Physics in Motion

Equations of Rotational Motion

If we divide the equations that we had seen in Angular Variables by \( r \), we obtain the equations that descrive rotaional motion. For example, \( v = v_0 + a t \) becomes:

$$ \frac{v}{r} = \frac{v_0}{r} + \frac{a t}{r} $$


$$ \omega = \omega_0 + \alpha t $$

There are many parallels between linear motion and rotational motion. When compared side-to-side, we can see that the equations follow the same structure, with slightly different varaibles:

$$ \omega = \omega_0 + \alpha t \quad \quad \quad \quad v = v_0 + a t $$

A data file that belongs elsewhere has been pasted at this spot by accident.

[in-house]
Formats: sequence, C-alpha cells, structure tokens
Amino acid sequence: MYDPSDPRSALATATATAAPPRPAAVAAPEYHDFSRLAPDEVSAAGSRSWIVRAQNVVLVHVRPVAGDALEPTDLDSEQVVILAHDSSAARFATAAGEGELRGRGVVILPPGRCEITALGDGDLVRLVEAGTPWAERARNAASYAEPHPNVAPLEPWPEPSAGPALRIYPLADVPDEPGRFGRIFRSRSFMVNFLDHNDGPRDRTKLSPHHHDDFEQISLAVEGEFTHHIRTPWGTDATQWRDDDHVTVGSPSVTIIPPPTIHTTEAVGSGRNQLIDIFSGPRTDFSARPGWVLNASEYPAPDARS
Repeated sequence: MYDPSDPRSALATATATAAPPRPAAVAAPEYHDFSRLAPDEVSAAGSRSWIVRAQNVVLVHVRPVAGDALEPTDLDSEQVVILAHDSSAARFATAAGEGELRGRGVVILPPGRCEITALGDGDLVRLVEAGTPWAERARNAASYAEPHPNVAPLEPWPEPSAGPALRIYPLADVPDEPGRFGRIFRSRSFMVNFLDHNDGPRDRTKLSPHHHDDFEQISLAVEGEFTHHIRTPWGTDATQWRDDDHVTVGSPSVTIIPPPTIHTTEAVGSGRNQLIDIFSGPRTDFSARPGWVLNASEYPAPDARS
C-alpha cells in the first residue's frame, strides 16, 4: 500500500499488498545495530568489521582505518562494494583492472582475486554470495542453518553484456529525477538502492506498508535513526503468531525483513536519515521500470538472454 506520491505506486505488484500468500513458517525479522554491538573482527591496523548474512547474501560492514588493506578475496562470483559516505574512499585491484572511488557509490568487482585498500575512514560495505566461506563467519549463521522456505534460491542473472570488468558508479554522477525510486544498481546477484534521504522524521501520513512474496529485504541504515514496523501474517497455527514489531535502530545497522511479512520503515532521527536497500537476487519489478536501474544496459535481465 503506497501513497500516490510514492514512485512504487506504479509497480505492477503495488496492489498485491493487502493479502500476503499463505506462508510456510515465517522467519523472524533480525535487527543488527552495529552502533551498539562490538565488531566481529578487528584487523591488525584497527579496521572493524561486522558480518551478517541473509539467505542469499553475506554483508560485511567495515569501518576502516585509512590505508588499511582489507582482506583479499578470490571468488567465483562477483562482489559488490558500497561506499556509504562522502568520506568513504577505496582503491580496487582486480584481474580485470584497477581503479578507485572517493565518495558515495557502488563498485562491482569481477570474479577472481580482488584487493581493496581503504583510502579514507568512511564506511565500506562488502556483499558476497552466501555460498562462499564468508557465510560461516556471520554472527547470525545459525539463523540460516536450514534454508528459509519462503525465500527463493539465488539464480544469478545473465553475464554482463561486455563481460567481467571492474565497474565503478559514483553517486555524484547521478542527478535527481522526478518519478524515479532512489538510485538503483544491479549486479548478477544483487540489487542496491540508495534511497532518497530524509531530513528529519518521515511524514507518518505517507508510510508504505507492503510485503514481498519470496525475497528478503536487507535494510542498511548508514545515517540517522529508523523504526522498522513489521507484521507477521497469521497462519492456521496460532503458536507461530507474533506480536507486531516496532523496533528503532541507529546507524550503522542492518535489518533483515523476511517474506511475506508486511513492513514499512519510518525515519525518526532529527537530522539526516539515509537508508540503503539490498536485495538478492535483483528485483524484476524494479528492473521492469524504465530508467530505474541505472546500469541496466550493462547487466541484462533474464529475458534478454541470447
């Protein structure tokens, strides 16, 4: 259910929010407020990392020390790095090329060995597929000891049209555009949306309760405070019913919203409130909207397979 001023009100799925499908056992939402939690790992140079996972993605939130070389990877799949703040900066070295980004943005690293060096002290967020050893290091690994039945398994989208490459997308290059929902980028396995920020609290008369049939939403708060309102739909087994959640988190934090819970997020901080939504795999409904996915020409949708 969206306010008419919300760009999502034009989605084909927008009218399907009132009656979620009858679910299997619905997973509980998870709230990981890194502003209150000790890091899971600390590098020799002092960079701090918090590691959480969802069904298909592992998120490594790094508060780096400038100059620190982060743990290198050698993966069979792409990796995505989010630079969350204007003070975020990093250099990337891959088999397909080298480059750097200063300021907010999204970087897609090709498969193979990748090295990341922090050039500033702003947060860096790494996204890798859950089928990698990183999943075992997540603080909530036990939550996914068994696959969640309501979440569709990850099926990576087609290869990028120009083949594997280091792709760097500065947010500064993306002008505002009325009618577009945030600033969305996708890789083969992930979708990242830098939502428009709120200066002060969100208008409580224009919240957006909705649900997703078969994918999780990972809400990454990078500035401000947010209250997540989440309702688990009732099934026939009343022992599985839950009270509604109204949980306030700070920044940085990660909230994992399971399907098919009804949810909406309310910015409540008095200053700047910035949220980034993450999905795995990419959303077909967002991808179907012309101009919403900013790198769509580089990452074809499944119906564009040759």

$$ \theta = \frac{1}{2} ( \omega_0 + \omega) t \quad \quad \quad \quad x = \frac{1}{2} (v_0 + v) t $$

$$ \theta = \omega_0 t + \frac{1}{2} \alpha t^2 \quad \quad \quad \quad x = v_0 t + \frac{1}{2} a t^2 $$

$$ \omega^2 = \omega^{2}_{0} + 2 \alpha \theta \quad \quad \quad \quad v_2 = v^{2}_{0} + 2 a x $$

Here, angular velocity, \( \omega \) and angular acceleration, \( \alpha \) are constants, and are also vector quantities (as long as we keep the axis of rotation fixes, we do not need to account for their vector nature). In general, we consider counterclockwise rotation when viewed from above as positive.

The frequency of revolutions in revolutions per second is often used to describe rotating objects, which is given by the following equation:

$$ \omega = 2 \pi f $$